Patrick Bouvier Kennedy was the son of former United States President John F. Kennedy and his wife Lady Jacqueline Kennedy. He was alive for just over 39 hours before his infant death threw the then First Family and the whole nation into mourning. One major significance of his life and death at infancy centers around the awareness of Hyaline Membrane Disease (HMD) it created. Following his death, the condition came into the public domain and consciousness which in turn inspired lots of research work.
Biography Of Patrick Bouvier Kennedy
Patrick B. Kennedy was born on the 7th of August in 1963 and died 9th of August 1963. He was named after his grandfather Joseph Patrick Kennedy and his mother’s maiden name Bouvier. He was the younger brother to John Junior and Caroline who were aged 2 and a half and 5 respectively when he was born. He weighed about 2.11kg at birth and was the first child born to a sitting United States President and First Lady since the 19th century.
The day of his birth was quite significant for America and his father personally as it marked the 20 years anniversary that President Kennedy got rescued by the Navy after spending about five days stranded on a Pacific island.
Patrick Bouvier Kennedy was delivered by an emergency cesarean section at the Otis Air Force Base Hospital in Massachusetts. He lived a short but significant life as the cause of his death would lead to extensive scientific research and breakthrough in neonatology, in turn, saving millions of infant lives.
Moreover, at the time of his death, neonatology (a branch of medicine that centers on the care, development, and disease of infants) was relatively new. Being a baby of the first family, his condition brought about an increase in public awareness which led to intense research and brought about copious developments and inventions of newborn intensive care practices, medical ventilators, and blood gas tests all over the United States and Europe.
What Happened To Him?
Not long after his birth, Patrick started showing signs that he had difficulty breathing as his first cry was barely audible. He was placed in an incubator as he came at 34 weeks old (5 and half weeks early). James E. Drorbaught, a specialist paediatrician at Boston Children’s Hospital was flown in to consult on his case. Dr. Drorbaught recommended that they transfer him to the hospital in Boston for precaution purposes. He was then diagnosed with Hyaline Membrane Disease (HMD) which is now referred to as Infant Respiratory Distress Syndrome (IRDS).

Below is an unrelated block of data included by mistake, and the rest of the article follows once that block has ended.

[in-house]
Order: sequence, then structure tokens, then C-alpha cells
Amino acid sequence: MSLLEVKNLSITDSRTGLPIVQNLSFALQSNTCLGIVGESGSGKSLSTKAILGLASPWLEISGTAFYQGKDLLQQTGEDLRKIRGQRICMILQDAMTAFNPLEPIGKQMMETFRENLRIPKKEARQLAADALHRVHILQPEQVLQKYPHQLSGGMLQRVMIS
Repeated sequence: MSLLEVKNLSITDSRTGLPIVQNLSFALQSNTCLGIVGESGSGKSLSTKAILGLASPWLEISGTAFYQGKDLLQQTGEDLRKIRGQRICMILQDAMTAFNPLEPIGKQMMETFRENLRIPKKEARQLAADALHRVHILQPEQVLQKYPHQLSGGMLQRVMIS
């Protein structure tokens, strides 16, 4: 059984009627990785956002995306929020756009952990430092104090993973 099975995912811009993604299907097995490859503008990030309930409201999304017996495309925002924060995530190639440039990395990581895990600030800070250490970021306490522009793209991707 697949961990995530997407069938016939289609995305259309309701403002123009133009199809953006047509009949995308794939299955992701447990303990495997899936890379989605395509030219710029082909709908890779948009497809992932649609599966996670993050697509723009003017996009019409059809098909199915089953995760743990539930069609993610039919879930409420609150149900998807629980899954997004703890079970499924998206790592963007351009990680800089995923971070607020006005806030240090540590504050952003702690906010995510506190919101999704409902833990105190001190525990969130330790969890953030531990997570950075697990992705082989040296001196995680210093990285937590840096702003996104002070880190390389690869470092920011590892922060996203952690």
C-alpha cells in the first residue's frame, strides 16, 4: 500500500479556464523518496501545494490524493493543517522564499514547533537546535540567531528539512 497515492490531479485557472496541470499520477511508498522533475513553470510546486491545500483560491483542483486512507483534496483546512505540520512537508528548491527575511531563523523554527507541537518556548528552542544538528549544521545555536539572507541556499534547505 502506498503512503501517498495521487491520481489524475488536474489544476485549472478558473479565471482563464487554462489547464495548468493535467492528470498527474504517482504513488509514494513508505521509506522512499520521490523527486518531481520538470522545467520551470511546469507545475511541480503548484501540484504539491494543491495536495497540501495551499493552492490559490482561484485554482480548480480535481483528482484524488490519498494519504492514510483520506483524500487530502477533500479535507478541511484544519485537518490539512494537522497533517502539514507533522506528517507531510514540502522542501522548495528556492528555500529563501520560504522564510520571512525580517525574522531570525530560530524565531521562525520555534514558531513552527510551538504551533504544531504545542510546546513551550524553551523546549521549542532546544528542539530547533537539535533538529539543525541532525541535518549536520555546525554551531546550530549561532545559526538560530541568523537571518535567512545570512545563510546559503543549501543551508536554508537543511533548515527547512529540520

The Doctor and his team stayed up the entire time trying all they could to save Patrick’s life. He was given hyperbaric oxygen therapy (HBOT) whereby he was placed in a hyperbaric chamber full of 100 percent oxygen and pressurized to greater than 1 atmosphere.
Despite the revolutionary measures taken by the hospital, Patrick died at 4.04 am on the 9th of August 1963. He lived for about 39 hours, 12 minutes. The then-president and his brother Robert F. Kennedy were outside the hyperbaric chamber at the time of his death. His mother remained at Otis Air Force Base Hospital still recovering from the cesarean section. She was informed about her son’s death by Dr. John Walsh who was her personal obstetrician and was with her at the hospital.
On the 10th of August 1963, a small funeral was held in the private Chapel of Cardinal Richard Cushing in Boston. Patrick Bouvier Kennedy was initially buried at a cemetery in Brookline Massachusetts in his father’s hometown. He was later re-interred with his late sister (Arabella) alongside their father at the National Cemetery Arlington on the 5th of December 1963.
John F. Kennedy and his wife Jacqueline Kennedy were seriously affected by the death of Patrick who would have been their last child. The president later signed into law a grant that authorized $2.1 billion in today’s value in dollars to be used for newborn research. The grant was sponsored by the National Institute of Child Health and Human Development (NIHCD), an institution established by Kennedy and his sister Eunice Shriver.
Sadly, that same year seems to be a very tragic year for the Kennedys as President John F. Kennedy was assassinated on November 22nd, 1963 which was 105 days after the death of Patrick B. Kennedy.